A world class chef not only masters his preferred cooking method, but also wields the skills needed to cook up a storm using a variety of cooking techniques.
This versatility is important, as each cooking method brings out new tastes, flavours, textures and colours in even the most familiar of dishes.
Here is an introduction to some cooking methods that can take your menu and dishes to the next level (with some inspiration, experimentation and creativity, of course).
Blanching briefly immerses food in boiling water, then plunging it into ice cold water to stop the cooking process. It keeps food fresh and its nutrients intact without altering the taste or appearance of the dish.
Tip: Blanching is also a useful trick to remove membranes from meats, or skins from vegetables.
Poaching involves either partially or fully submerging delicate ingredients (like fish or eggs) into a liquid that’s always kept just below boiling point.
Tip: You can season by adding stock, wine, broth or additional ingredients (such as vegetables or fresh herbs) to the poaching liquid.
A fundamental cooking method, boiling allows you to create a wide range of dishes with varying textures and tastes.
Tip: After removing vegetables or pasta from boiling water, soak them in cold water to stop the cooking process so they don’t become overcooked and bland.
Steaming is ideal for cooking up dishes that are plump and tender. Steaming also helps to retain the original moisture in the food. The closed cooking vessel and hot water vapour provide an even, moist environment to cook food in.
Tip: For additional flavour, replace some (or all) of the water with a broth, stock or fruit juice. Bear in mind that steamed dishes taste best when served hot, so don’t compromise on this.
Braising involves simmering the food in a covered vessel using a small amount of stock or another liquid. Having the right amount of liquid ensures the dish stays moist and helps you create a sauce.
Tip: To thicken your sauce, add flour, starch or puréed aromatic vegetables.
Roasting and baking
You’ll need an oven for these 2 food preparation methods. When cooking large, naturally tender meat, poultry and fish, there’s no better cooking method than roasting. To enhance flavour, season and sear your meat before roasting, or stuff it with herbs.
Tip: Understand the benefits of individual ingredients and how they react to each other. This will help you create balanced baking formulas and tweak roasts to perfection.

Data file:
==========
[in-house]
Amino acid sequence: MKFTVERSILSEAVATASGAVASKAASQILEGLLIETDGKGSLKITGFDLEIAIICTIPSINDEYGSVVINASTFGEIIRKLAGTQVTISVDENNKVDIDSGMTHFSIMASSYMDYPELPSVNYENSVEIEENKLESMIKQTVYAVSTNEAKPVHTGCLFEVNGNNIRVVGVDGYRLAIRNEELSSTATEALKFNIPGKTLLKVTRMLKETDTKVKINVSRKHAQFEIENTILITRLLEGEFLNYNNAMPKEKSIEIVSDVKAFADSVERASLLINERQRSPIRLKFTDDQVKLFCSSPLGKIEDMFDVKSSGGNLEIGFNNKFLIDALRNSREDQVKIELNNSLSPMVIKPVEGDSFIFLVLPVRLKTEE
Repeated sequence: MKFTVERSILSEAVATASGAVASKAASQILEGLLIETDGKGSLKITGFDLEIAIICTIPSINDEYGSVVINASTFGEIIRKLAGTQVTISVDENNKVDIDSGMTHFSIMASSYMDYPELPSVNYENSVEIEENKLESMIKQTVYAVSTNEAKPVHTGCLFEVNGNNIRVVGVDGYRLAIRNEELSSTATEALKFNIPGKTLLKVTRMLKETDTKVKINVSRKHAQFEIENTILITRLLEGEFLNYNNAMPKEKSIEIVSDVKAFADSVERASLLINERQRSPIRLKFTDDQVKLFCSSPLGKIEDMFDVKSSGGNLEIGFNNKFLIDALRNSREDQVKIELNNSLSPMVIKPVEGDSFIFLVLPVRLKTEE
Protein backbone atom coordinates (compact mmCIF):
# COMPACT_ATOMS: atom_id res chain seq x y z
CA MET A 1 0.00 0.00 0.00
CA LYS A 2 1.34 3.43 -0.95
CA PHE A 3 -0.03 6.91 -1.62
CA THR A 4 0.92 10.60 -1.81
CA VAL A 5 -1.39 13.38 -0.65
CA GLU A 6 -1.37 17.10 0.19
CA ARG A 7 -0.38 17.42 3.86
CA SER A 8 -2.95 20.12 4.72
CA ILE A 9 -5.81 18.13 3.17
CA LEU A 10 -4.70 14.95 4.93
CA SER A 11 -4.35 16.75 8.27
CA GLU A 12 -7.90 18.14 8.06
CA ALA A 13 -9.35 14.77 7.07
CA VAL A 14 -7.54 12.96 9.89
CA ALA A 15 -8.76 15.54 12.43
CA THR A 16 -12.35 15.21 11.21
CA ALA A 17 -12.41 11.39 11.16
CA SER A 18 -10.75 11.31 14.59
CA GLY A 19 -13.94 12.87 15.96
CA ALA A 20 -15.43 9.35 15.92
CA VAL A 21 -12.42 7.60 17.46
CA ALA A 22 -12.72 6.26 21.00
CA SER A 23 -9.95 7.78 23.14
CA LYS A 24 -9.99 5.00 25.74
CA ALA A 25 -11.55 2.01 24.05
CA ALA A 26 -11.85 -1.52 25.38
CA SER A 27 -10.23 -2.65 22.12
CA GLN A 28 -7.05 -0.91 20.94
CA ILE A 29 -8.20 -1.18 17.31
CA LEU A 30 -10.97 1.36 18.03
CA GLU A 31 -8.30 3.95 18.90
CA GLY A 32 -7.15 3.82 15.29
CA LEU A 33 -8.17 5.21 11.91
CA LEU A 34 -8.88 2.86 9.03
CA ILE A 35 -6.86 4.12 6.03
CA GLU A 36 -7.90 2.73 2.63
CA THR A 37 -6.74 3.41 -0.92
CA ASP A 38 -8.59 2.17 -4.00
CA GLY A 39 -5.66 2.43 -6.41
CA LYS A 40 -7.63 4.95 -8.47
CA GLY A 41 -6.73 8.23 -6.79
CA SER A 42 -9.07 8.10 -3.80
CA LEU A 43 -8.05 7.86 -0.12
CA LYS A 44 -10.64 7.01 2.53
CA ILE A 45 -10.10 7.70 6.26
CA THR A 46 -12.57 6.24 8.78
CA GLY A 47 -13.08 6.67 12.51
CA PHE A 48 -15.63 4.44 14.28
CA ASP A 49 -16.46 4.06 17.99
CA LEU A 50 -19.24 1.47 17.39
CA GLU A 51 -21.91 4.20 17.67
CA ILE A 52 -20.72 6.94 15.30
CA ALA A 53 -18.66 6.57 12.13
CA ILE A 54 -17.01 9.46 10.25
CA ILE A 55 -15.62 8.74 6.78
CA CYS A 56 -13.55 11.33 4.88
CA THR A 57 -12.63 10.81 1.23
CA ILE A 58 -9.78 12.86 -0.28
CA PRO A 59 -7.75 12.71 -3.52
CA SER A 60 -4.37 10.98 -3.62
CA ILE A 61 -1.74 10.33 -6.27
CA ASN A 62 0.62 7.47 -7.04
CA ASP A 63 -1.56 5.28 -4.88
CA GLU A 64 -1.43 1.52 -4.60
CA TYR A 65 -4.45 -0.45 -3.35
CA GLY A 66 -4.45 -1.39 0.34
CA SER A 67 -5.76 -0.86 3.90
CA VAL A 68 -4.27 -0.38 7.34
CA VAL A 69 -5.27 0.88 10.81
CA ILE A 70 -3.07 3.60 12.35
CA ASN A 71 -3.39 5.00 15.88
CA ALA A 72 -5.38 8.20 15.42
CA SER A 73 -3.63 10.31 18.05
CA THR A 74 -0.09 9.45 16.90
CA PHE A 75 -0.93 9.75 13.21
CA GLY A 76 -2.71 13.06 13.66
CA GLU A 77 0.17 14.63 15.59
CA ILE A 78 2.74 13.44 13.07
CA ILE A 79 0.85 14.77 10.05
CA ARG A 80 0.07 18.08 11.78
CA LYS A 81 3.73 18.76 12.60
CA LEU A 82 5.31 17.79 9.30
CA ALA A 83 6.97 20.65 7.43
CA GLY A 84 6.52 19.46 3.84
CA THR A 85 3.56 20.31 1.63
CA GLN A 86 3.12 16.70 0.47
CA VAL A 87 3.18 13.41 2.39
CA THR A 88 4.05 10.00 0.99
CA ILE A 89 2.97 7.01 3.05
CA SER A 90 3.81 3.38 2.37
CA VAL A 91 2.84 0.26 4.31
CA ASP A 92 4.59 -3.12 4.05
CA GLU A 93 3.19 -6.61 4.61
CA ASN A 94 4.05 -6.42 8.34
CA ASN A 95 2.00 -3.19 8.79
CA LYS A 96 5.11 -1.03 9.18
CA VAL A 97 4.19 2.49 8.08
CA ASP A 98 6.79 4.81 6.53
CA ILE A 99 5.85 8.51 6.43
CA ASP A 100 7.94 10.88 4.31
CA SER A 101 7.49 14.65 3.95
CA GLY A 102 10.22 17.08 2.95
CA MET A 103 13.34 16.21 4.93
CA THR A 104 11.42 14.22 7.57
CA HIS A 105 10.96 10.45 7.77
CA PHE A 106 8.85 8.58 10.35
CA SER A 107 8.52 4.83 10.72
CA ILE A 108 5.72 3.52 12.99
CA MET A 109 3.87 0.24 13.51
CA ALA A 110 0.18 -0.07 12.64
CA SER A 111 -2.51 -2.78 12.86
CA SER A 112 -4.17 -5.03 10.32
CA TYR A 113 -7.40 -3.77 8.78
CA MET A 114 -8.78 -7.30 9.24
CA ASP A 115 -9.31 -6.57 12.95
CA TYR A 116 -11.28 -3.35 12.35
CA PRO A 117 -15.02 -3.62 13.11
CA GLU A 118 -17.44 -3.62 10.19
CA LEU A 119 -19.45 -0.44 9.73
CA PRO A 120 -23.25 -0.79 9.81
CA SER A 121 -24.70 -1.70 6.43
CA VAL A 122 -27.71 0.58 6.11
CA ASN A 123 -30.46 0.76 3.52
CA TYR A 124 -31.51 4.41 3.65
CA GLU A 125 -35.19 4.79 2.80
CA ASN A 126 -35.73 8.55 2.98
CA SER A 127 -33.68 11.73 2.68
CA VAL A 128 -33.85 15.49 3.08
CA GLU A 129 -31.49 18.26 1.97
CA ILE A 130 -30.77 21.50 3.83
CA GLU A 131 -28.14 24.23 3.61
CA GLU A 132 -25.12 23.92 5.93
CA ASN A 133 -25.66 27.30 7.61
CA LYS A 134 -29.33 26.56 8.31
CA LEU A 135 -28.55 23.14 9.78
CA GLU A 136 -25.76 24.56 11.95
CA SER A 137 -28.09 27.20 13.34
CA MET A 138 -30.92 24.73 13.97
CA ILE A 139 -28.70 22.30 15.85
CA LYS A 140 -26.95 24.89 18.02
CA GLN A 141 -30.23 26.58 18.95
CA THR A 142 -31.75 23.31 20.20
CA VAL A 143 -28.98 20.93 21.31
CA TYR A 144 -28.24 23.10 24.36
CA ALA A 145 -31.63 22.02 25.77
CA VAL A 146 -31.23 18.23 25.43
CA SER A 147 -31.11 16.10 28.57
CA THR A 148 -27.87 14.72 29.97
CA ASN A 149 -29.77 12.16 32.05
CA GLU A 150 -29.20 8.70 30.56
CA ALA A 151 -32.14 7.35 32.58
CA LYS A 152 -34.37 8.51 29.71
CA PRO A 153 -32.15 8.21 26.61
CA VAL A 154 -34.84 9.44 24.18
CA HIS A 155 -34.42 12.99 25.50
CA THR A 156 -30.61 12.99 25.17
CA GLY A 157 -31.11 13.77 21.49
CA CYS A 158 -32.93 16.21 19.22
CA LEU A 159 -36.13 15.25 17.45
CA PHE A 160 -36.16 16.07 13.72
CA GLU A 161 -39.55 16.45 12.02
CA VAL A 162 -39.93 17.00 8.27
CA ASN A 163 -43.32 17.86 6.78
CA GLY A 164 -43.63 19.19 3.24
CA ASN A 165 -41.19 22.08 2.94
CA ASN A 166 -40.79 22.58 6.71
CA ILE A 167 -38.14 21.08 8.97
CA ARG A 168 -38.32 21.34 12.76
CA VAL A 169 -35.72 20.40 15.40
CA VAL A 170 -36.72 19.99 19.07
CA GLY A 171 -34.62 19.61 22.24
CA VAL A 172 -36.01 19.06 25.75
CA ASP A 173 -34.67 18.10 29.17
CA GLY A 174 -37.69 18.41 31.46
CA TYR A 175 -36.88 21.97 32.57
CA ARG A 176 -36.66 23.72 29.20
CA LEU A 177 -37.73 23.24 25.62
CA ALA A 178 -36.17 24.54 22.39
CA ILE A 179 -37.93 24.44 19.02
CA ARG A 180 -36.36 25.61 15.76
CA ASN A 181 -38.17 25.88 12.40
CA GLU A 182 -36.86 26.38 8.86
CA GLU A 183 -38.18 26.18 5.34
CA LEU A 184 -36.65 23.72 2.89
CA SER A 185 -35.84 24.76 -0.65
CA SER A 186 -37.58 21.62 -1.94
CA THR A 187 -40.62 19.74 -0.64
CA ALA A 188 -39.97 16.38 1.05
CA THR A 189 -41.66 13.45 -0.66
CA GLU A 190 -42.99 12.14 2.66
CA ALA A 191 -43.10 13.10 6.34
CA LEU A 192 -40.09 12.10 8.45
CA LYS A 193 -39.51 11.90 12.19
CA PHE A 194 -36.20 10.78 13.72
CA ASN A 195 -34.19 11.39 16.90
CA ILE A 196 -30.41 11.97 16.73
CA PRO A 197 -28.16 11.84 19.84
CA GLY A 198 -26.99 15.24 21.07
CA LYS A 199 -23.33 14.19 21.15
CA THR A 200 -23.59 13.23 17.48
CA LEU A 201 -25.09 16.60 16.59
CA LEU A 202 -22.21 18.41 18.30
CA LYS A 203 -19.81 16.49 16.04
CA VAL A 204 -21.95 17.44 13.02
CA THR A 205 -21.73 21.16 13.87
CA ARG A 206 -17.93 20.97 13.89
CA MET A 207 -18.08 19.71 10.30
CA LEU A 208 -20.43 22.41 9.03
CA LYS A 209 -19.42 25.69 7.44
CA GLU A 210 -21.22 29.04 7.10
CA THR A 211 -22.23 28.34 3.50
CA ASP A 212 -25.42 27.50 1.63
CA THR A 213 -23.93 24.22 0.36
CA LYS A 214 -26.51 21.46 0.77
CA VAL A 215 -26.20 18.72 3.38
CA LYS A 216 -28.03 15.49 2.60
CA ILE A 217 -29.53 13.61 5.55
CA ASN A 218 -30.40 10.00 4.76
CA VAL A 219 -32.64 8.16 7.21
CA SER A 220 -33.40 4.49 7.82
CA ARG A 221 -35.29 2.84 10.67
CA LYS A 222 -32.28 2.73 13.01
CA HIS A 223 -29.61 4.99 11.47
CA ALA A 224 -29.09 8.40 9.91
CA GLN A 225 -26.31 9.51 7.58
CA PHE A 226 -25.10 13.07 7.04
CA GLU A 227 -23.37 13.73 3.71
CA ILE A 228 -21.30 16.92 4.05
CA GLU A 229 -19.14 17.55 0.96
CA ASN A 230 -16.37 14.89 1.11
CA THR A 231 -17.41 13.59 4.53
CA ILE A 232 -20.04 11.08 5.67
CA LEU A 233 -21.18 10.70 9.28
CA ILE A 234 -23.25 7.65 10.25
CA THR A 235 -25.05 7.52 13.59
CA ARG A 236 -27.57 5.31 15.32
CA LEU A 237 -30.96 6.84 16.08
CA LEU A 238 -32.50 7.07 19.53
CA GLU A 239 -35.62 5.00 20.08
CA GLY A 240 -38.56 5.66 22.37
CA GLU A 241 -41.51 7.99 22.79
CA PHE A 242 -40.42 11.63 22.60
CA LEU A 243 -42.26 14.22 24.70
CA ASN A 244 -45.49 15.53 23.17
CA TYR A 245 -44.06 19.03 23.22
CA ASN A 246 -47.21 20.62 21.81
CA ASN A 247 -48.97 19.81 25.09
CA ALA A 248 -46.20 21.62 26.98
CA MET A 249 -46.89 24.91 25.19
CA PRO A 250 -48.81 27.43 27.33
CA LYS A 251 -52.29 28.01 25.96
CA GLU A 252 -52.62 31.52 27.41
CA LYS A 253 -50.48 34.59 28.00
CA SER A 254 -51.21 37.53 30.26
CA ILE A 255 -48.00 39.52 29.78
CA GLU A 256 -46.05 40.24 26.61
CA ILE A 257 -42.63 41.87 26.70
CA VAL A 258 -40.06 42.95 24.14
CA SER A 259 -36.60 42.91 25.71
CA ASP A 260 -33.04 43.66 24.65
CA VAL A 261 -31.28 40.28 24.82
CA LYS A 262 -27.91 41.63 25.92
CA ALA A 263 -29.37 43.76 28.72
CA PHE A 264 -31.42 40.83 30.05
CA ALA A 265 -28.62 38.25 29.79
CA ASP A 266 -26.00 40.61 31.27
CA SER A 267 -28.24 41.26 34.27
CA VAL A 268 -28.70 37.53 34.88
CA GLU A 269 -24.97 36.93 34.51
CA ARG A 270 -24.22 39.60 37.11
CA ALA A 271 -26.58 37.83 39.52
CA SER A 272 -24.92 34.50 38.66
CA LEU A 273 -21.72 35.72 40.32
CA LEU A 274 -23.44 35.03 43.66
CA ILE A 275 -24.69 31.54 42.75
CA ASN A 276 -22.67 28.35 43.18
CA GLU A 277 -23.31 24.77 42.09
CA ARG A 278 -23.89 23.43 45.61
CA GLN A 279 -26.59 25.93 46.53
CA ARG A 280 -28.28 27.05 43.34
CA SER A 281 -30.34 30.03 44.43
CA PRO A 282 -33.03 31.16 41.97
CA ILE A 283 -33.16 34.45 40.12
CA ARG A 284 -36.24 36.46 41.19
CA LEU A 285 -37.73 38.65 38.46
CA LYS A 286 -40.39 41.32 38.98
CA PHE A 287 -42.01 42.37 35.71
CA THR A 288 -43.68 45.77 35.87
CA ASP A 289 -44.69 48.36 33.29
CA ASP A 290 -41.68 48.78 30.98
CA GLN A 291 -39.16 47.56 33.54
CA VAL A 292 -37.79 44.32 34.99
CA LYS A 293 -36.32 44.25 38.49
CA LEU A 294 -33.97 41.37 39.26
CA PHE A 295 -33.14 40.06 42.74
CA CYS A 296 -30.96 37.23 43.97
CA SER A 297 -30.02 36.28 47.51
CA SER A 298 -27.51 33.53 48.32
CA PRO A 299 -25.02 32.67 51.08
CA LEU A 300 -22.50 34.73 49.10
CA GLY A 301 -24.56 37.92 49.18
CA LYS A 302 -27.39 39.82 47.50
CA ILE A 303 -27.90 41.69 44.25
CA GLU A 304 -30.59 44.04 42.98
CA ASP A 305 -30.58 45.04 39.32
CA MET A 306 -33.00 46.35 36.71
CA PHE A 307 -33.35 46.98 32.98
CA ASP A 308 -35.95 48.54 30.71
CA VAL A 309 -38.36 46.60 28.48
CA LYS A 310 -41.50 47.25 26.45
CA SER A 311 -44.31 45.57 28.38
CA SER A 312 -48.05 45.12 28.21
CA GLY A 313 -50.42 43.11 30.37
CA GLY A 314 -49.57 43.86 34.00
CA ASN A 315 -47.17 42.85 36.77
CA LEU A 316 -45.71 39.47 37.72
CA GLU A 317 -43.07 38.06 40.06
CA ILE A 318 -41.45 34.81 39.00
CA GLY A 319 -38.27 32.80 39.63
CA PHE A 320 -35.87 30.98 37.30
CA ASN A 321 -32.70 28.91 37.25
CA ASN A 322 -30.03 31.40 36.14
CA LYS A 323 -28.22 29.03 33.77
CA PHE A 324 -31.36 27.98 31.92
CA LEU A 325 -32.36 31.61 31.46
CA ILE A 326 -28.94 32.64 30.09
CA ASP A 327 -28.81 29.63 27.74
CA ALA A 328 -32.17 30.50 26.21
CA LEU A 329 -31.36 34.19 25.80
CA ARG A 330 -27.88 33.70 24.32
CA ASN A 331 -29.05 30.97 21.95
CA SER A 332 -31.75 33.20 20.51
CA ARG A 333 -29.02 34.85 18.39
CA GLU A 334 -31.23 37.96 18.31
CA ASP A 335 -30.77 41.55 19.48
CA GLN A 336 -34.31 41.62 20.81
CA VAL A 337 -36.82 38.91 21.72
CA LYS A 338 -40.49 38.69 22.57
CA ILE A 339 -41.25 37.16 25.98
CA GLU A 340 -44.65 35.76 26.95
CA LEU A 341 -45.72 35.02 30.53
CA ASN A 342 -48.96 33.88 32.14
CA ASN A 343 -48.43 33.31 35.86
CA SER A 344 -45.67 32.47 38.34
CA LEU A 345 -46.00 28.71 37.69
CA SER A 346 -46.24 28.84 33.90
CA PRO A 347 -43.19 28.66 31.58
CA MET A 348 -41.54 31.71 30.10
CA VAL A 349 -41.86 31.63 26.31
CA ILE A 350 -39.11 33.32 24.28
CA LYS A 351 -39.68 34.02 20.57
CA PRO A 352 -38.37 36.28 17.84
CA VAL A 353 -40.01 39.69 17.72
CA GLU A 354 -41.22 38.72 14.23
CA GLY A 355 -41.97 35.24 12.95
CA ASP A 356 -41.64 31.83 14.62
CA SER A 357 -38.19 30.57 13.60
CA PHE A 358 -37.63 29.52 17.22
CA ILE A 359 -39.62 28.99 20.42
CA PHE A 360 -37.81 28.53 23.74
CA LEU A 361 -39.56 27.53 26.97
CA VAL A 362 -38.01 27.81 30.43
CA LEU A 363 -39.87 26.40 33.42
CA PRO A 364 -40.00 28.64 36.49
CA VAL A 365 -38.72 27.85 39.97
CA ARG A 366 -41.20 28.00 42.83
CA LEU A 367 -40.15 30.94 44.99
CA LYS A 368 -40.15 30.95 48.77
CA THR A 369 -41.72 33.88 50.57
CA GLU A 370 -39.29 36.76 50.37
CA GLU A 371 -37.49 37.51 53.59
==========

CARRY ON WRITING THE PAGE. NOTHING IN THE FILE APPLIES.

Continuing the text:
Grilling and broiling
Grilling and broiling are quick cooking techniques, generally used for naturally tender meat, poultry or fish.
The difference between these two methods is grilling involves a direct heat source from below the food, while broiling introduces heat from above the food. Foods are grilled using gas, electricity, charcoal or wood to achieve a slightly smoky taste and light charring due to direct contact with the grilling rack.
Grilling tip: Want to get different tastes from grilling? Try using different types of wood. You’ll find this adds varying layers of flavours to your dishes.
Broiling tip: Many ovens turn off after reaching a certain temperature, leaving your food to cook in its own steam. To prevent this, prop the oven door open to allow heat to escape to keep the broiler burning.
Characterised by letting the hot oil lock natural juices inside the meat, pan-fried foods have a richly-textured crust and a moist, savoury interior.
Tip: For more flavour, use herbs or dried spices in your batter or season before pan-frying.
This is a technique that cooks food rapidly in little or no oil over relatively high heat. Sautéed food is browned while retaining its moisture, texture and natural flavour. Sautéing can be used to create sauces using the residue found in the pan after sautéing chicken, fish or other types of meat.
Tip: Try adding spice rubs, dried spices, butter or glaze before sautéing to develop additional flavour and different sauce textures.
Sharing many of the same characteristics as pan-fried food, deep frying completely submerges food in oil to achieve a textured crust and savoury interior. To ensure even cooking, trim and cut your ingredients uniformly.
Tip: Always season before coating your food and experiment with different batters to achieve new textures.